To say that virtual desktop infrastructure (VDI) is making a comeback would be a bit of an overstatement. Of course, the technology has come a long way since the 1960s, when pretty much everyone using a computer worked in virtual sessions akin to terminal services such as Citrix Systems’ XenApp and Microsoft Windows Server Remote Desktop Session Host (RDSH).
Today, there are three main flavors of VDI, desktop virtualization or remote desktop: Terminal services, persistent desktops from VMware and Citrix — who collectively own 90 percent of the market — and non-persistent desktops that include a stored user profile. (The term “VDI” refers to all three flavors and their associated infrastructure.)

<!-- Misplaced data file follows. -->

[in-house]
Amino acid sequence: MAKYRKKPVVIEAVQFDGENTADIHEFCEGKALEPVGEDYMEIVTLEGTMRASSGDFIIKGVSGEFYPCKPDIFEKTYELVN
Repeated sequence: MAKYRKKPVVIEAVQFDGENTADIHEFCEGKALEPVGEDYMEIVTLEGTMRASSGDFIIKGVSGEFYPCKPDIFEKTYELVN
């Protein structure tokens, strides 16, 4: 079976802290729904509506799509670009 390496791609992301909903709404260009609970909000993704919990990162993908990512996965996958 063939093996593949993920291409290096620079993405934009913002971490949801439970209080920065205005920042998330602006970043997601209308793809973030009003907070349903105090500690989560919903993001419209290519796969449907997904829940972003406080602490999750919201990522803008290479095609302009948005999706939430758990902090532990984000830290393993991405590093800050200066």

Persistent desktops represent an image of the user’s PC stored in the data center. This is the Cadillac of VDI rollouts, meaning it’s the most expensive and infrastructure-intensive, but it’s also the most desirable from a user point of view.